Hundreds of minority families are seeking compensation from the city of Palm Springs for the destruction of the land known as Section 14 in the downtown area more than half a century ago.
It happened after long-term land leases were legalized on Indian land, making commercial development there possible and causing the value of that land to soar.
"My father worked hard and built our home and we had to leave it behind," said Section 14 survivor Delia Taylor. "My childhood innocence, fun and happy-going life was taken from me."
Taylor, who was born and raised on Section 14, is one of hundreds of Black and Mexican families who were forced out of the prime downtown property by the city of Palm Springs in the 1950s and 60s. They now want economic justice returned.
Areva Martin, lead attorney for Section 14 survivors and descendants, gathered with dozens affected in Los Angeles Tuesday to announce an amended claim against the city of Palm Springs seeking restitution.
The city of Palm Springs issued a formal apology in September 2021, but the survivors say that alone is not enough.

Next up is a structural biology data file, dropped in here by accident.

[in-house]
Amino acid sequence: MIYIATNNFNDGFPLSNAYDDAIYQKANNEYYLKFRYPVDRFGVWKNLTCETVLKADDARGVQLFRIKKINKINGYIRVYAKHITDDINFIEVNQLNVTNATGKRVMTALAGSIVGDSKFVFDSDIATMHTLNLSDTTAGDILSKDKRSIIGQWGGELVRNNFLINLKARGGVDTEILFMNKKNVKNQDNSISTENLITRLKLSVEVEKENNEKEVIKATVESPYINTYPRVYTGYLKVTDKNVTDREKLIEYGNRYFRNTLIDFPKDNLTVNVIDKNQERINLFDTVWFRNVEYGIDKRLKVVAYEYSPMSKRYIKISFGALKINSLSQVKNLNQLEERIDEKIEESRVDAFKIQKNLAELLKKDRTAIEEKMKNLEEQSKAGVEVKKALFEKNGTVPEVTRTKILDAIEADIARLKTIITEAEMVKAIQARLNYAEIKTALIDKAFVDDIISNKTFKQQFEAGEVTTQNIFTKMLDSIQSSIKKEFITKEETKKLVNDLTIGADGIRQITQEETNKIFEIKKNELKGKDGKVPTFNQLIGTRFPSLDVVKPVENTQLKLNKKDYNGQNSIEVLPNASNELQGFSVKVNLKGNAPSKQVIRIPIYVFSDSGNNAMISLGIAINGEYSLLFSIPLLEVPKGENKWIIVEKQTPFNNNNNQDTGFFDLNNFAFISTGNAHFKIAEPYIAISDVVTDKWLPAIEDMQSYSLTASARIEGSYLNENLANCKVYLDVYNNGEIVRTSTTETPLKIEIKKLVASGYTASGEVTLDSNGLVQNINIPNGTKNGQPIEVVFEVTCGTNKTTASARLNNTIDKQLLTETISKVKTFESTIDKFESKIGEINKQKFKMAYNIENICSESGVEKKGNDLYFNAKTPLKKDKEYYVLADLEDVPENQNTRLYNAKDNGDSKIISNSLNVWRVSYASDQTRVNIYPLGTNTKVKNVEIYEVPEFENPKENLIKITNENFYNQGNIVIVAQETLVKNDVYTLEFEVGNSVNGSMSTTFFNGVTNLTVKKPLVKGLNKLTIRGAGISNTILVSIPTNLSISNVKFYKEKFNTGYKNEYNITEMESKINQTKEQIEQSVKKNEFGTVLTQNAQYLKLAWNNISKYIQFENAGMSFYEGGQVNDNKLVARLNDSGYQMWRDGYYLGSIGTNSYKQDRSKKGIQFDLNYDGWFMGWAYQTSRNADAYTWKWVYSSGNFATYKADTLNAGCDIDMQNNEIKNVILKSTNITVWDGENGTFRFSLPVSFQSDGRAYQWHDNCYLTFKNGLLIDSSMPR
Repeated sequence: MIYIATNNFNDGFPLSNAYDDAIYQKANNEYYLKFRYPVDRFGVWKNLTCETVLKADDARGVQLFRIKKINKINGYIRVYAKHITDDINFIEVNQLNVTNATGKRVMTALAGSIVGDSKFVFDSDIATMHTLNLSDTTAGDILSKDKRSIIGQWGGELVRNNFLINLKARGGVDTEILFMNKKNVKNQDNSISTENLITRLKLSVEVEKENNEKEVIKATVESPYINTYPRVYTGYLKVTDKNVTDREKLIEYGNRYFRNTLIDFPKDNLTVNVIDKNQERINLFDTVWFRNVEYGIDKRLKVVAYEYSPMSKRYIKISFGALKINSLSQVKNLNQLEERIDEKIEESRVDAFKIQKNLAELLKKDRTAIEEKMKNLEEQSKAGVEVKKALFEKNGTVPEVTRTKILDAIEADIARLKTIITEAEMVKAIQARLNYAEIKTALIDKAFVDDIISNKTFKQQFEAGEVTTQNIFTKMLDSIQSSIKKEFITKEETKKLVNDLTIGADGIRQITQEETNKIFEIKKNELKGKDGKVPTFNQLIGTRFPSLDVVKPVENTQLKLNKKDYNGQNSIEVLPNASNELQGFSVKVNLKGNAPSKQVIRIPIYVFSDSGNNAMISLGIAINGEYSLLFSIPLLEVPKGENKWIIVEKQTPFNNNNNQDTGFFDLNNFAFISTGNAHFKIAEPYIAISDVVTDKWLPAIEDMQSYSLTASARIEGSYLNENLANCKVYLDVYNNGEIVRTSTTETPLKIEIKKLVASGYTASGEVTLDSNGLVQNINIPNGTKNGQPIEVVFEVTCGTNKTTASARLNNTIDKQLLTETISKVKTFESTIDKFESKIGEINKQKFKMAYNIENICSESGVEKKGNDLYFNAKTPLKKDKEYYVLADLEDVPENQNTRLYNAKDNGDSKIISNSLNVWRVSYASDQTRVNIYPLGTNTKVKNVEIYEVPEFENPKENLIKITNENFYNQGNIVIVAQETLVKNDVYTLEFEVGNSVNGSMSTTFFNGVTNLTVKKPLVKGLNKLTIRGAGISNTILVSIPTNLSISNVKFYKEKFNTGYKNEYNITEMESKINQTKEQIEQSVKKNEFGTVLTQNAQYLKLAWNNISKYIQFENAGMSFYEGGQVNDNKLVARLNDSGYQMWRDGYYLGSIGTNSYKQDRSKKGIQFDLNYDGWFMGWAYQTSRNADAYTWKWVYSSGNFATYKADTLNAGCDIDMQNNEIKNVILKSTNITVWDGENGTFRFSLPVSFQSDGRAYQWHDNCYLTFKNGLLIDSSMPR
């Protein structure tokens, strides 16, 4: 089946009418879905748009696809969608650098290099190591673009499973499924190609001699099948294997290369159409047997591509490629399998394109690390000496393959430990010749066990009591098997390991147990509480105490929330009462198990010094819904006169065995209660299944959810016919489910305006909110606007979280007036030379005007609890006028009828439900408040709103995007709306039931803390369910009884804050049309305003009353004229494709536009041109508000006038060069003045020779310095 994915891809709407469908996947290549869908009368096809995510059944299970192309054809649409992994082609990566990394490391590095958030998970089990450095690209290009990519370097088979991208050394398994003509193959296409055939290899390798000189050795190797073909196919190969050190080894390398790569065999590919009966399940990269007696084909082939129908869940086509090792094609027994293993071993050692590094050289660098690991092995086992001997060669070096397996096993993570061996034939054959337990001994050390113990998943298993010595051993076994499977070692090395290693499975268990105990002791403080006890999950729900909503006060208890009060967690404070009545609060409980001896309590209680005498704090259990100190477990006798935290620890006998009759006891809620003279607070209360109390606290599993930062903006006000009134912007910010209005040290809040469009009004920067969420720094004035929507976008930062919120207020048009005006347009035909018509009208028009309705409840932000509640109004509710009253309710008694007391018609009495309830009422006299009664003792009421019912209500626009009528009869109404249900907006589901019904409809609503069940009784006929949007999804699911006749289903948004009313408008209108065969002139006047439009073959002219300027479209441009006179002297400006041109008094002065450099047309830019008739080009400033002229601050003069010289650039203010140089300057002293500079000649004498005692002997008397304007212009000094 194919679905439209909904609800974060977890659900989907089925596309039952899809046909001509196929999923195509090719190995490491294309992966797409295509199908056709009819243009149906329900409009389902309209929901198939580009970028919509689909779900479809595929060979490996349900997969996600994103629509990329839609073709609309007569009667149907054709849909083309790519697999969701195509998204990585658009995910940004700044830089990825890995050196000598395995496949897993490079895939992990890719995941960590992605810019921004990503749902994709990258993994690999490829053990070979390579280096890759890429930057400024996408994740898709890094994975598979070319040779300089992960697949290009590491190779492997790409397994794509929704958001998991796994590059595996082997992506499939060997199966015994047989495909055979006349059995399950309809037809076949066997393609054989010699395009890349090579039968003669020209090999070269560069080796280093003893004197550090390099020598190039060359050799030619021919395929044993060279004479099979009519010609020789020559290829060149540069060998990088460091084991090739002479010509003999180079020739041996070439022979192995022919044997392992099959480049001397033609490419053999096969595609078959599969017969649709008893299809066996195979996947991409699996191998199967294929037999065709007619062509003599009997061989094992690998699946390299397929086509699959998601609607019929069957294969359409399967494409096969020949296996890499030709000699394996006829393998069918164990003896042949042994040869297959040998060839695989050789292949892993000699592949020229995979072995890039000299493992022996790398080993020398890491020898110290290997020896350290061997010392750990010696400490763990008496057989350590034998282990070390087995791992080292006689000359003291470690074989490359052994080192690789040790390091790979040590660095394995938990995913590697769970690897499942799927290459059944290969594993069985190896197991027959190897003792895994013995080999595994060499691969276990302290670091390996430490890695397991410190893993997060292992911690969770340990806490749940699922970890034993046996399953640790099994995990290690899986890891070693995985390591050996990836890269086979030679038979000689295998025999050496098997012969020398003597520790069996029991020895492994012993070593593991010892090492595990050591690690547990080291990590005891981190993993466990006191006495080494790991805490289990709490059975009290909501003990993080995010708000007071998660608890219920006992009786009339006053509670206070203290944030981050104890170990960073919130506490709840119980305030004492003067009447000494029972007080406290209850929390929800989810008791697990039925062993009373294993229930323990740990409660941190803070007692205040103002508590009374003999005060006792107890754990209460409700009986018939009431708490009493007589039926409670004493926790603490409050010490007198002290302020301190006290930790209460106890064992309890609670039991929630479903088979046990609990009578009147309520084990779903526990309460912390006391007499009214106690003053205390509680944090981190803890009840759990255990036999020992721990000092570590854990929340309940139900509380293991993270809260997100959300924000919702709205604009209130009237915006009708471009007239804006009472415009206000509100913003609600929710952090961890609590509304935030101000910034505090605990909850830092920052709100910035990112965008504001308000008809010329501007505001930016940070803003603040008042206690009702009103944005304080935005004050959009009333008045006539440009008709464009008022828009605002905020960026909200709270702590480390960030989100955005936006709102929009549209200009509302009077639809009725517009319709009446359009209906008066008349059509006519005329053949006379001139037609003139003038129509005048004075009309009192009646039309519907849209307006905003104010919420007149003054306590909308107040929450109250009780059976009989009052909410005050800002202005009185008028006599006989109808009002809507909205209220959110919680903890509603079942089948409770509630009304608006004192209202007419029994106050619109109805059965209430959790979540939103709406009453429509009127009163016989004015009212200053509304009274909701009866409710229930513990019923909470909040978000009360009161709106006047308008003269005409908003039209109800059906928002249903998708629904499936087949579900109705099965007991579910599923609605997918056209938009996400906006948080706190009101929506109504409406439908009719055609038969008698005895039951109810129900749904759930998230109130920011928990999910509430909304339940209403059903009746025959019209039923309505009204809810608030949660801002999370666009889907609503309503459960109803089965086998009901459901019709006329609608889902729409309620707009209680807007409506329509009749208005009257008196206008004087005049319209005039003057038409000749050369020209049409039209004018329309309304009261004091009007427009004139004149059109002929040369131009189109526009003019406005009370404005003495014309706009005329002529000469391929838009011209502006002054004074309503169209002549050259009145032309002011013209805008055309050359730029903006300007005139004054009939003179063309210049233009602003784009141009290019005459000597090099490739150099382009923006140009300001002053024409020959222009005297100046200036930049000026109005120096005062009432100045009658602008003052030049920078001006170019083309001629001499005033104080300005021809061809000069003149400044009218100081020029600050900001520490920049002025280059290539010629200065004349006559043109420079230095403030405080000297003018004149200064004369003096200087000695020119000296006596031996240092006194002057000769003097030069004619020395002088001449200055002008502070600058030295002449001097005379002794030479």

Economist Dr. Julianne Malveaux calculated the economic harm done to these families based on the present values of the homes and property that were lost.
Malveaux said it's an estimated $400 million to $2 billion dollars.
"That's not the number that we're necessarily asking for; that's the number we come to the table with," she said. "We're asking for Palm Springs to deal with us in good faith."
Christy Holstege, a Palm Springs councilmember and State Assembly candidate, admitted it would be hard to properly compensate survivors.
"The city of Palm Springs has a $220 million annual budget," Holstege said. "I think lifting this up to the statewide level and discussing ways that the state might be able to help fund this effort would be helpful."
The claim could be the first step toward a lawsuit against Palm Springs, but both Martin and Palm Springs City Attorney Jeff Ballinger said they hope to avoid one.
"If we continue to put pressure on the city of Palm Springs to come to the table with reasonable solutions, then we all have an opportunity to win in this situation," Martin said.
Last week, the city of Palm Springs issued a request for proposals for reparations program consultant services to help the city develop a reparations program.
Mayor Lisa Middleton said in a statement Tuesday: "While this process may seem to be taking longer than some might like, the city has an obligation -- not only to those who were displaced -- but also to its residents, businesses and taxpayers -- to thoroughly investigate the history as it develops remedial programs that are fair to everyone."